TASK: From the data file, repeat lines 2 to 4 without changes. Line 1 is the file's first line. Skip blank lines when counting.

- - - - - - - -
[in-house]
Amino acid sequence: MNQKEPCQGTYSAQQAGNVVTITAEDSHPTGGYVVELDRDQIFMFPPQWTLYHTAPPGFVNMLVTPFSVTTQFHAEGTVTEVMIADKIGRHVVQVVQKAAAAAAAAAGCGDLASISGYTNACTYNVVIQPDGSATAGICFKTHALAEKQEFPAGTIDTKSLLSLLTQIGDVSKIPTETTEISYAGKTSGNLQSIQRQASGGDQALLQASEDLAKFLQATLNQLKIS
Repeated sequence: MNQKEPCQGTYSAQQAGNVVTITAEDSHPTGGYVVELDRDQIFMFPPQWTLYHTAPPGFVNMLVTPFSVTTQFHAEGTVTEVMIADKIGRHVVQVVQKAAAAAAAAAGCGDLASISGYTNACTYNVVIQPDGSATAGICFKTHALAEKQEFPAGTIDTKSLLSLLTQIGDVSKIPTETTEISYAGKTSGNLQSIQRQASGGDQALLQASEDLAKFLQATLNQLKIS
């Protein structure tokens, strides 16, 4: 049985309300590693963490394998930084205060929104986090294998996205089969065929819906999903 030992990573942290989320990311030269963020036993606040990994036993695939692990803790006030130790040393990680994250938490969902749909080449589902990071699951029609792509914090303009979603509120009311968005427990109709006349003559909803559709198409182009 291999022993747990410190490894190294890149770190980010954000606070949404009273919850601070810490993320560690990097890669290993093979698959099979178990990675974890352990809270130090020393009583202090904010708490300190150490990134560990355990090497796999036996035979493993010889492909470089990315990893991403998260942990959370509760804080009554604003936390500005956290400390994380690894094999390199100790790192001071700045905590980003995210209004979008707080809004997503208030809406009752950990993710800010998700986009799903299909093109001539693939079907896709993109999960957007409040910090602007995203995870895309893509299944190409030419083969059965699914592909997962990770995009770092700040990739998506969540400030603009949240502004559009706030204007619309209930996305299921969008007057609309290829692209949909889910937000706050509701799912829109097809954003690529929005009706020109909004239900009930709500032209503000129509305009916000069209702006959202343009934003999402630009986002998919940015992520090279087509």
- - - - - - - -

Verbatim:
Amino acid sequence: MNQKEPCQGTYSAQQAGNVVTITAEDSHPTGGYVVELDRDQIFMFPPQWTLYHTAPPGFVNMLVTPFSVTTQFHAEGTVTEVMIADKIGRHVVQVVQKAAAAAAAAAGCGDLASISGYTNACTYNVVIQPDGSATAGICFKTHALAEKQEFPAGTIDTKSLLSLLTQIGDVSKIPTETTEISYAGKTSGNLQSIQRQASGGDQALLQASEDLAKFLQATLNQLKIS
Repeated sequence: MNQKEPCQGTYSAQQAGNVVTITAEDSHPTGGYVVELDRDQIFMFPPQWTLYHTAPPGFVNMLVTPFSVTTQFHAEGTVTEVMIADKIGRHVVQVVQKAAAAAAAAAGCGDLASISGYTNACTYNVVIQPDGSATAGICFKTHALAEKQEFPAGTIDTKSLLSLLTQIGDVSKIPTETTEISYAGKTSGNLQSIQRQASGGDQALLQASEDLAKFLQATLNQLKIS
């Protein structure tokens, strides 16, 4: 049985309300590693963490394998930084205060929104986090294998996205089969065929819906999903 030992990573942290989320990311030269963020036993606040990994036993695939692990803790006030130790040393990680994250938490969902749909080449589902990071699951029609792509914090303009979603509120009311968005427990109709006349003559909803559709198409182009 291999022993747990410190490894190294890149770190980010954000606070949404009273919850601070810490993320560690990097890669290993093979698959099979178990990675974890352990809270130090020393009583202090904010708490300190150490990134560990355990090497796999036996035979493993010889492909470089990315990893991403998260942990959370509760804080009554604003936390500005956290400390994380690894094999390199100790790192001071700045905590980003995210209004979008707080809004997503208030809406009752950990993710800010998700986009799903299909093109001539693939079907896709993109999960957007409040910090602007995203995870895309893509299944190409030419083969059965699914592909997962990770995009770092700040990739998506969540400030603009949240502004559009706030204007619309209930996305299921969008007057609309290829692209949909889910937000706050509701799912829109097809954003690529929005009706020109909004239900009930709500032209503000129509305009916000069209702006959202343009934003999402630009986002998919940015992520090279087509």